03/2015; 3(3). DOI:10.14814/phy2.12329
  • [Show abstract] [Hide abstract]
    ABSTRACT: Gait impairment in Parkinson's disease (PD) persists despite the use of dopaminergic therapy. Motor phenotype associated with greater postural instability and gait difficulty is related to a greater risk of motor decline and may be influenced by non-dopaminergic pathology. This study documents the progression of gait impairment over 18 months in an incident cohort of PD with regard to phenotype and medication. Gait characteristics were measured in 121 PD and 184 controls, and 18 months later in 108 PD participants. Sixteen gait characteristics were examined with respect to five broad domains for PD and motor phenotype. Correlations between change in levodopa (l-dopa) equivalent daily dose and gait were used to identify dopa-responsive and nonresponsive characteristics. Pace and rhythm deteriorated over 18 months in people with PD, with other gait domains remaining stable. People with a postural instability and gait difficulty phenotype had more impaired gait at baseline compared with a tremor-dominant phenotype, which was most evident in temporal characteristics. In contrast, pace and variability deteriorated over the subsequent 18 months in the tremor-dominant phenotype only. Weak but statistically significant correlations were found between increased l-dopa medication and less deterioration in pace and asymmetry. Significant gait impairment is evident in very early disease despite optimal medication. Change over 18 months is subtle and discrete, and is more pronounced in the tremor-dominant phenotype. Some features of gait are refractory to dopaminergic therapy, implicating a non-dopaminergic contribution. This may explain more temporal gait disturbance in the postural instability and gait difficulty phenotype. © 2014 International Parkinson and Movement Disorder Society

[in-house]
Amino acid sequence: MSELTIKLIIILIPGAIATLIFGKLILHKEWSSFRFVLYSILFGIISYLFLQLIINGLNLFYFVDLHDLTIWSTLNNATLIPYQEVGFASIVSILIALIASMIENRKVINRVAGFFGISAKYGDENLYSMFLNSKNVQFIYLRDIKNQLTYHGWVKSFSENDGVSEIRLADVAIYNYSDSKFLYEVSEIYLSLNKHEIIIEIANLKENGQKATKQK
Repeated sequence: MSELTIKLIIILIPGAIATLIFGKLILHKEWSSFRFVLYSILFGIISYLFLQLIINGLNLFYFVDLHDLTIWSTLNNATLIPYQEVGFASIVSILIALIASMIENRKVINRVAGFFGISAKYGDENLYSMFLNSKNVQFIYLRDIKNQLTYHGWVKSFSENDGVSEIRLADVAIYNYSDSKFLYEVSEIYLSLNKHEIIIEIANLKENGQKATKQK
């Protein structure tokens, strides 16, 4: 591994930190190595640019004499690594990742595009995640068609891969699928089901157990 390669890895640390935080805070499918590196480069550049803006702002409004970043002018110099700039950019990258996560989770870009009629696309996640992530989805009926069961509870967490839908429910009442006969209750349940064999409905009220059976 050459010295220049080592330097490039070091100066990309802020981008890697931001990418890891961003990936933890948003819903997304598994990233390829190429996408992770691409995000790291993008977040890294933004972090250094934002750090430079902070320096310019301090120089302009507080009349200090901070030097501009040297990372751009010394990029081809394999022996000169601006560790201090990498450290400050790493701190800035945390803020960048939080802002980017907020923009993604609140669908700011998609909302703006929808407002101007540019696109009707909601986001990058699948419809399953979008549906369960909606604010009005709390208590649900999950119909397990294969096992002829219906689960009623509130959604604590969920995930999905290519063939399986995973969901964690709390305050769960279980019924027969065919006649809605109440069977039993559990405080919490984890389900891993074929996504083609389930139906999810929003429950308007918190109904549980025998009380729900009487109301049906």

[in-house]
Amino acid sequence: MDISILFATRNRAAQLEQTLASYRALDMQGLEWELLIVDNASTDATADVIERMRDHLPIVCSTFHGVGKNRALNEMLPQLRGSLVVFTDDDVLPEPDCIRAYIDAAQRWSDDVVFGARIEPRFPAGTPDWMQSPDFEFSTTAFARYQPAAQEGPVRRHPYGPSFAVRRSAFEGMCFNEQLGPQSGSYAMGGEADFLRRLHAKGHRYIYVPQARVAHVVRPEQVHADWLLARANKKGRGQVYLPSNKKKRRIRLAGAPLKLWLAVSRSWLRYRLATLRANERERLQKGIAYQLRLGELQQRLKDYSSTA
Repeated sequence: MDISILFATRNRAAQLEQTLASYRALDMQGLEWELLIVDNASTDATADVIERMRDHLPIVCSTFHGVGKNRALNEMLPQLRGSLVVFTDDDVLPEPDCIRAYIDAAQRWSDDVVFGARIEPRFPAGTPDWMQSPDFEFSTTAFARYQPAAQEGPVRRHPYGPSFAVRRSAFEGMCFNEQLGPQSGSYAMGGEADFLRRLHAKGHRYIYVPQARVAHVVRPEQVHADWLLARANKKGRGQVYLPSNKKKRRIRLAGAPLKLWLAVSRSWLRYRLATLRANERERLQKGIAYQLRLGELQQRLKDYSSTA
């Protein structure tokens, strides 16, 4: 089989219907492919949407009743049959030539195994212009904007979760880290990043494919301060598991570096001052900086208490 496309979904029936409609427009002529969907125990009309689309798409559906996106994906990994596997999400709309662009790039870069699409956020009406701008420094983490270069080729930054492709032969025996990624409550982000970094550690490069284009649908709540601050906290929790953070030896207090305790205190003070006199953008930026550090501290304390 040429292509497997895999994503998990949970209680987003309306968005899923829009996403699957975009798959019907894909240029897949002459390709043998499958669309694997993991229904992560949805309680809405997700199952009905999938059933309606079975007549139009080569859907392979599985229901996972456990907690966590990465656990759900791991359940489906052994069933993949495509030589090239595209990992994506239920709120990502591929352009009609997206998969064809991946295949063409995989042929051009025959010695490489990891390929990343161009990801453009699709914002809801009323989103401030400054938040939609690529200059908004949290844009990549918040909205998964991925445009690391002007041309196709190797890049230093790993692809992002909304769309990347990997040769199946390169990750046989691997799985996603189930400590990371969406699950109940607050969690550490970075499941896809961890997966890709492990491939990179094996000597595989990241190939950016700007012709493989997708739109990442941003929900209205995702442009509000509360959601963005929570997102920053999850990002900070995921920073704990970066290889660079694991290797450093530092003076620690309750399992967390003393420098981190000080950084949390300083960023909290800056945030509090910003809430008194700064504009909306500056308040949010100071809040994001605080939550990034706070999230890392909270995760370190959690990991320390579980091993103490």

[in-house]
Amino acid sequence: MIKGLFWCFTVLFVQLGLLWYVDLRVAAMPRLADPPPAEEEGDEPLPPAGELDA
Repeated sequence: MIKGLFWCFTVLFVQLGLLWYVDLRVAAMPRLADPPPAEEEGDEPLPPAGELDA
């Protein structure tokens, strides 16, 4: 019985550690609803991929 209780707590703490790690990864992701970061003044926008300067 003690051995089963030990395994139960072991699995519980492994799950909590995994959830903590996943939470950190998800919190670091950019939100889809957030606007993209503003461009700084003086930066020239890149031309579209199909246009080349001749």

Movement Disorders 12/2014; DOI:10.1002/mds.26110 · 5.63 Impact Factor
  • Source
    [Show abstract] [Hide abstract]
    ABSTRACT: The present study addresses the challenge of identifying the features of the centre of pressure (CoP) trajectory that are most sensitive to postural performance, to progress in the process of transforming CoP data into useful information and to promote standardization in quantitative posturography. For this purpose, we singled out the features that characterize postural sway in subjects with Parkinson’s disease (PD) with and without levodopa (on and off states). The feature selection was performed using principal component analysis. Results suggest that CoP in subjects with PD can be primarily characterised by four parameters, in both off and on states, describing: the size of the path over the support surface; the principal sway direction; and the shape and bandwidth of the power spectral density plot. The similarity of the present results with a previous study that considered young healthy subjects, allows us to define more confidently the minimum set of measures to recommend for specific applications as optimal descriptor of CoP sway in quiet stance. Keywords: principal component analysis, posture, Parkinson’s disease. 1 Introduction Body posture is the output of complex interactions between central nervous system control mechanisms and the musculo-skeletal actuators acting against the support surface. Because of its complexity body posture is challenging to
    BIOMEDICINE 2005; 08/2005

Full-text (2 Sources)

Available from
May 17, 2014